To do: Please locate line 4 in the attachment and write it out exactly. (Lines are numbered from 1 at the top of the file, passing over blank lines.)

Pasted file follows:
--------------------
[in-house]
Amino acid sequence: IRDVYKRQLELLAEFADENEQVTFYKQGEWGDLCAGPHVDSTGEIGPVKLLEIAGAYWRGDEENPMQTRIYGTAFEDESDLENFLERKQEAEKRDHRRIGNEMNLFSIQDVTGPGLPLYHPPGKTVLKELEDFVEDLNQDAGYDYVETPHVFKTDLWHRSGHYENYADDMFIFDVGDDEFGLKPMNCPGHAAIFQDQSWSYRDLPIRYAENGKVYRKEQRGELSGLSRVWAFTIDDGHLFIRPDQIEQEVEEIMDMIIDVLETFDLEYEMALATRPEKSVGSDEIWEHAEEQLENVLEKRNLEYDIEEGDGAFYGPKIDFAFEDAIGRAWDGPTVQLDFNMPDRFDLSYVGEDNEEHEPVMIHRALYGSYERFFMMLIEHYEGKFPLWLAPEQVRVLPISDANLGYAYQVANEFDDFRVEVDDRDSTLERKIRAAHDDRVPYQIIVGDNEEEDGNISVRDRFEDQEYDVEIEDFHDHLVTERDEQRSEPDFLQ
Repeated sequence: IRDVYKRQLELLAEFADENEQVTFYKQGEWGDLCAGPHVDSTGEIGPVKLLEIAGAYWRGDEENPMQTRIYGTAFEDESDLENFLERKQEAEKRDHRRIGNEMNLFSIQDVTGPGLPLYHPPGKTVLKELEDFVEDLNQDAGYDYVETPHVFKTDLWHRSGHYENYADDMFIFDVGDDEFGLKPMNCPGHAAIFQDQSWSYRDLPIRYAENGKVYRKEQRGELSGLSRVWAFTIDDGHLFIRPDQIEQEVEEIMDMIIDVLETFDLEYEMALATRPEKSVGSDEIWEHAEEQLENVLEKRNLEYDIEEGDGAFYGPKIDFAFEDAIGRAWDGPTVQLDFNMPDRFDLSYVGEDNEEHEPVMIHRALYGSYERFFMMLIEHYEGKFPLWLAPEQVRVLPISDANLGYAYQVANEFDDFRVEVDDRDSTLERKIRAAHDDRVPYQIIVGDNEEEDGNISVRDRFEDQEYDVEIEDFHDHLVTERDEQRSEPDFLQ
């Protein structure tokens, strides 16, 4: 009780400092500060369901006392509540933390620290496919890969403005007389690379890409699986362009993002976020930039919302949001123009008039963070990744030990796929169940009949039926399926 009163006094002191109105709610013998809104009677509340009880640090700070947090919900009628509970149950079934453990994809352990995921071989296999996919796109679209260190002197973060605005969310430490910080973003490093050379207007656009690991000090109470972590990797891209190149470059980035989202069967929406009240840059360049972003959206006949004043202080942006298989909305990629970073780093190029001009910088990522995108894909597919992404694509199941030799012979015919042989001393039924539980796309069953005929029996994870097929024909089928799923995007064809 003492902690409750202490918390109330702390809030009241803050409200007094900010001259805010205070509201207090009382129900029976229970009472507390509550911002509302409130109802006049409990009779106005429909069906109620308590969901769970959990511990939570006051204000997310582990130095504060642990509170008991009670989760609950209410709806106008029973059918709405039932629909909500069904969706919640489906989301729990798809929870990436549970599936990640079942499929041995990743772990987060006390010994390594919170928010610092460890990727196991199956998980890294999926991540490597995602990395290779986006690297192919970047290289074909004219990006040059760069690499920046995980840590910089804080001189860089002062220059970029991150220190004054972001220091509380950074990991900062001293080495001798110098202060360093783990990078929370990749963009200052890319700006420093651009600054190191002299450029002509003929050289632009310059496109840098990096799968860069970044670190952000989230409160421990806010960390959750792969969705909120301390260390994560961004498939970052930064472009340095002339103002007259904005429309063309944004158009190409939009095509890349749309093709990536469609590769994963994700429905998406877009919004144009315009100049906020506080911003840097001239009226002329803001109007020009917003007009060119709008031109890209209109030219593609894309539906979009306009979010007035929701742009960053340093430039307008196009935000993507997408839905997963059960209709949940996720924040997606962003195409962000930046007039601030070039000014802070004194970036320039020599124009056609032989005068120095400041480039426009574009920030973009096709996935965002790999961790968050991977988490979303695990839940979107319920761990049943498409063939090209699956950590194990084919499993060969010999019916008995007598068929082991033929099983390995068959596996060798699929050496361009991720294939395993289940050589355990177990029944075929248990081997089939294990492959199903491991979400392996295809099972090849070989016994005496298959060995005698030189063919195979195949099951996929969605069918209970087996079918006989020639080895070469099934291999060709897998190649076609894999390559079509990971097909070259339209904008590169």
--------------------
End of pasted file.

């Protein structure tokens, strides 16, 4: 009780400092500060369901006392509540933390620290496919890969403005007389690379890409699986362009993002976020930039919302949001123009008039963070990744030990796929169940009949039926399926 009163006094002191109105709610013998809104009677509340009880640090700070947090919900009628509970149950079934453990994809352990995921071989296999996919796109679209260190002197973060605005969310430490910080973003490093050379207007656009690991000090109470972590990797891209190149470059980035989202069967929406009240840059360049972003959206006949004043202080942006298989909305990629970073780093190029001009910088990522995108894909597919992404694509199941030799012979015919042989001393039924539980796309069953005929029996994870097929024909089928799923995007064809 003492902690409750202490918390109330702390809030009241803050409200007094900010001259805010205070509201207090009382129900029976229970009472507390509550911002509302409130109802006049409990009779106005429909069906109620308590969901769970959990511990939570006051204000997310582990130095504060642990509170008991009670989760609950209410709806106008029973059918709405039932629909909500069904969706919640489906989301729990798809929870990436549970599936990640079942499929041995990743772990987060006390010994390594919170928010610092460890990727196991199956998980890294999926991540490597995602990395290779986006690297192919970047290289074909004219990006040059760069690499920046995980840590910089804080001189860089002062220059970029991150220190004054972001220091509380950074990991900062001293080495001798110098202060360093783990990078929370990749963009200052890319700006420093651009600054190191002299450029002509003929050289632009310059496109840098990096799968860069970044670190952000989230409160421990806010960390959750792969969705909120301390260390994560961004498939970052930064472009340095002339103002007259904005429309063309944004158009190409939009095509890349749309093709990536469609590769994963994700429905998406877009919004144009315009100049906020506080911003840097001239009226002329803001109007020009917003007009060119709008031109890209209109030219593609894309539906979009306009979010007035929701742009960053340093430039307008196009935000993507997408839905997963059960209709949940996720924040997606962003195409962000930046007039601030070039000014802070004194970036320039020599124009056609032989005068120095400041480039426009574009920030973009096709996935965002790999961790968050991977988490979303695990839940979107319920761990049943498409063939090209699956950590194990084919499993060969010999019916008995007598068929082991033929099983390995068959596996060798699929050496361009991720294939395993289940050589355990177990029944075929248990081997089939294990492959199903491991979400392996295809099972090849070989016994005496298959060995005698030189063919195979195949099951996929969605069918209970087996079918006989020639080895070469099934291999060709897998190649076609894999390559079509990971097909070259339209904008590169």